Inside Pierre Bergé’s Last Project, the New YSL Museum
"I will never forget what I owe you, and that one day, I will join you under the Moroccan palm trees."
The YSL Museum opened its doors last week in Paris, but unfortunately the man who launched the project wasn’t there to witness its birth. Pierre Bergé, Yves Saint Laurent‘s companion and former CEO of the brand died on September 8th, just a few weeks before he completed his last two endeavours: the Paris museum and the YSL Museum in Marrakech, which opens mid-October.
The Paris museum is located at 5 avenue Marceau in the iconic hôtel where Saint Laurent had his atelier from 1974 until he retired in 2002. It was Bergé’s hope that the museum would honour Yves Saint Laurent’s work for eternity. And that is exactly how the exhibition starts…
Les modes passent, le style est éternal (“Fashions fade, style is eternal”) are the words that greet guests when they first enter. Underneath the designer’s iconic quote, are four of his equally iconic designs that revolutionized the way women dressed: the tuxedo (1966), the safari jacket (1968), the jumpsuit (1968) and the trench-coat (1976 – but first seen in 1962). The inaugural display (that will run until September 9th, 2018) continues with a dozen of looks from YSL’s 1962 first collection and a few thematic sections, including a few designs inspired by his time in Sub-Saharan Africa, Russia, Spain and of course, Morocco.
The opening exhibit also features a few of YSL’s emblematic creations inspired by the artists he most admired from the Mondrian dress to the “Van Gogh sunflowers” jacket. In addition to 50+ couture pieces, there are accessories, films and sketches. Yves Saint Laurent was an exceptionally talented fashion illustrator, even though he never formally learned how to draw). These exquisite drawing are on display for the very first time.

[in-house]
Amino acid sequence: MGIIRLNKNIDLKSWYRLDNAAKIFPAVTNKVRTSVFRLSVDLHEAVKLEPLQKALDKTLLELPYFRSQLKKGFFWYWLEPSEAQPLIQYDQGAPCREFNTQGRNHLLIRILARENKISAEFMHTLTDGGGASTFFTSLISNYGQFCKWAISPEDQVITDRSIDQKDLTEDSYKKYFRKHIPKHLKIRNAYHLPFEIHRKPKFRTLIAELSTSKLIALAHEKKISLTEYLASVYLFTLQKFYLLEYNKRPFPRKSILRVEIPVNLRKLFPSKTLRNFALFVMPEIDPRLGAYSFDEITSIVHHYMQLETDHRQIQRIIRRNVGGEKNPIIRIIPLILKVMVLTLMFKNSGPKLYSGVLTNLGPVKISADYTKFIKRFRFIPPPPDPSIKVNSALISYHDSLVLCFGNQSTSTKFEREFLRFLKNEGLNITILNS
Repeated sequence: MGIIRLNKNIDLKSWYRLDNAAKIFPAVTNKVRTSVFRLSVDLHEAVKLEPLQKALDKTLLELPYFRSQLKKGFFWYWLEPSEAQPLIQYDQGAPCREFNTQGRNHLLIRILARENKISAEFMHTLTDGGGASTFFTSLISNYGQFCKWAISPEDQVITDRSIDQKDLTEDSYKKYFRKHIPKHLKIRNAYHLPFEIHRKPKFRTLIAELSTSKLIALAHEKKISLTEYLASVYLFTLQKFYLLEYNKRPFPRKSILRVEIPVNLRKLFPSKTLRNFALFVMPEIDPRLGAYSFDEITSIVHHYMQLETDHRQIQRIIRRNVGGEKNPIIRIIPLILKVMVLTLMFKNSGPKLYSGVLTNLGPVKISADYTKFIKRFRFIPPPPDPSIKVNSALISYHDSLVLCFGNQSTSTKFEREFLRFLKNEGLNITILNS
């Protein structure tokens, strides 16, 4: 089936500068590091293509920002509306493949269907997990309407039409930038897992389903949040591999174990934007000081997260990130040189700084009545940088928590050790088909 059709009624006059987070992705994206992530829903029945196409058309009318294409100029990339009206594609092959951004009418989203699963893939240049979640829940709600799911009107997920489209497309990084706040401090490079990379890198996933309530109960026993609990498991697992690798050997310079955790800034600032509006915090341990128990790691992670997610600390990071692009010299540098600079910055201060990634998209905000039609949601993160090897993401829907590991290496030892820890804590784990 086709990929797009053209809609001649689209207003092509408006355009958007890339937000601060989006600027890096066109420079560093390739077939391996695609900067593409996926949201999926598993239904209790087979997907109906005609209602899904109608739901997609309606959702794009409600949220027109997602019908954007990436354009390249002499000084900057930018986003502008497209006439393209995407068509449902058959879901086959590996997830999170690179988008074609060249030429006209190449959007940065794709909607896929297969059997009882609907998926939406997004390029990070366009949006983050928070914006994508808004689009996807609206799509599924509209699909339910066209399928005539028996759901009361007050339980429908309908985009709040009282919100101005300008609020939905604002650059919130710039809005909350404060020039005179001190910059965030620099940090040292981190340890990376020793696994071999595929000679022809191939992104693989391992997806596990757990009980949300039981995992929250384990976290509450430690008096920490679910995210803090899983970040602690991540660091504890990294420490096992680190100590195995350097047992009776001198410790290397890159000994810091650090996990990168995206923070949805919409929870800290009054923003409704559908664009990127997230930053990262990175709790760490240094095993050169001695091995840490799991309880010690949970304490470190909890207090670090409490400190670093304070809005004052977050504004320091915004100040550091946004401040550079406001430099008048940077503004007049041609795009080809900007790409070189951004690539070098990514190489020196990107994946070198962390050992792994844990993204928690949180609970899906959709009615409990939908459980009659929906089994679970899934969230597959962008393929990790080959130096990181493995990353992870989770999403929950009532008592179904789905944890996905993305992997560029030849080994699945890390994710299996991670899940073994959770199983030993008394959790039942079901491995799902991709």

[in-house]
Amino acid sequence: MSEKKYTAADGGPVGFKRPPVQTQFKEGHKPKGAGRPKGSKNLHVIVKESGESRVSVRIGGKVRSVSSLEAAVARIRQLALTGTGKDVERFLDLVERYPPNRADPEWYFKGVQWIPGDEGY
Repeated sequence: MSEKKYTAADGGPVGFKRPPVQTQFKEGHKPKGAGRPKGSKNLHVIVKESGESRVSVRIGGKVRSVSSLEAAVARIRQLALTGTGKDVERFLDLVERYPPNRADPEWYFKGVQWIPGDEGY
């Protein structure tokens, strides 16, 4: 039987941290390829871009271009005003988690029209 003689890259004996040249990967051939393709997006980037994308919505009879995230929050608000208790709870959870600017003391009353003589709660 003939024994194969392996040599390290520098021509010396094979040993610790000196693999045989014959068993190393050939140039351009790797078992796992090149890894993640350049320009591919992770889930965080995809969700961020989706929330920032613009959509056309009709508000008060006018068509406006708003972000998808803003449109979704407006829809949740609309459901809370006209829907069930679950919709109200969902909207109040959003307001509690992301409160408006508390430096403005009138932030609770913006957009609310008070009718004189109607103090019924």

The museum has kept the most emotional moments for the end. In a corner of the last salon on the top floor, you enter Yves Saint Laurent’s personal studio. It is a wide and bright neutral space that contrasts the opulent decor in the other rooms. His simple desk is filled with his favourite objects, precious souvenirs and his drawing pencils. A huge mirror, which fills a large part of the back wall, was used by Saint Laurent to observe his designs come to life during the fittings. In the left-hand corner, archive videos show the designer during those important fittings.
If you visit the YSL Museum, make sure to stop in the small screening room to watch Un aigle à deux têtes, a 15-minute film about the relationship between Bergé and Laurent. With Bergé’s recent passing, the words he wrote to his companion, are all the more touching.
“Even if I know that we will no longer watch the sunset behind the Agdal Gardens, that we will no longer share the same feelings in front of a painting or work of art. I also know that I will never forget what I owe you, and that one day, I will join you under the Moroccan palm trees.”